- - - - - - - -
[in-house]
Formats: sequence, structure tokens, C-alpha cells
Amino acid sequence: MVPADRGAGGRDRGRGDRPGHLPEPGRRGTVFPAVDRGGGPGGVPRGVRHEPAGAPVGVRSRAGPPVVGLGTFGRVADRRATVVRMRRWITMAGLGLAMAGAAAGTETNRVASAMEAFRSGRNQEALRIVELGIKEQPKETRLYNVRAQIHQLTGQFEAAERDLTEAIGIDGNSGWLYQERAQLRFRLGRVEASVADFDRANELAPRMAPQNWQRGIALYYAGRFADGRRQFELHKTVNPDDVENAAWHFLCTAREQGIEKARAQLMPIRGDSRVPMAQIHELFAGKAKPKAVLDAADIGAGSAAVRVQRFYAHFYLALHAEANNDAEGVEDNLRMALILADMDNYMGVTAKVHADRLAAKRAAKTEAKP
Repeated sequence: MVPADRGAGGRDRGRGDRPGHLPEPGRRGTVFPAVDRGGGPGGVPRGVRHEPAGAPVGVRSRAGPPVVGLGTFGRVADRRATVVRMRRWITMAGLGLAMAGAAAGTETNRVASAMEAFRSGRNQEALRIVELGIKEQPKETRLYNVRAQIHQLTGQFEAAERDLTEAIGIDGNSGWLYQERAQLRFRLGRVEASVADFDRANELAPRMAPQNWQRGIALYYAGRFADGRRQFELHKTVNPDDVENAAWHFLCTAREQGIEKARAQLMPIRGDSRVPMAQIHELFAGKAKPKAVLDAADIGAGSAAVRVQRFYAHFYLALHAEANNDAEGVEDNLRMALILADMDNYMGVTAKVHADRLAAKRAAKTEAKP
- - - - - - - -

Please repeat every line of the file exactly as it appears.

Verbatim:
[in-house]
Formats: sequence, structure tokens, C-alpha cells
Amino acid sequence: MVPADRGAGGRDRGRGDRPGHLPEPGRRGTVFPAVDRGGGPGGVPRGVRHEPAGAPVGVRSRAGPPVVGLGTFGRVADRRATVVRMRRWITMAGLGLAMAGAAAGTETNRVASAMEAFRSGRNQEALRIVELGIKEQPKETRLYNVRAQIHQLTGQFEAAERDLTEAIGIDGNSGWLYQERAQLRFRLGRVEASVADFDRANELAPRMAPQNWQRGIALYYAGRFADGRRQFELHKTVNPDDVENAAWHFLCTAREQGIEKARAQLMPIRGDSRVPMAQIHELFAGKAKPKAVLDAADIGAGSAAVRVQRFYAHFYLALHAEANNDAEGVEDNLRMALILADMDNYMGVTAKVHADRLAAKRAAKTEAKP
Repeated sequence: MVPADRGAGGRDRGRGDRPGHLPEPGRRGTVFPAVDRGGGPGGVPRGVRHEPAGAPVGVRSRAGPPVVGLGTFGRVADRRATVVRMRRWITMAGLGLAMAGAAAGTETNRVASAMEAFRSGRNQEALRIVELGIKEQPKETRLYNVRAQIHQLTGQFEAAERDLTEAIGIDGNSGWLYQERAQLRFRLGRVEASVADFDRANELAPRMAPQNWQRGIALYYAGRFADGRRQFELHKTVNPDDVENAAWHFLCTAREQGIEKARAQLMPIRGDSRVPMAQIHELFAGKAKPKAVLDAADIGAGSAAVRVQRFYAHFYLALHAEANNDAEGVEDNLRMALILADMDNYMGVTAKVHADRLAAKRAAKTEAKP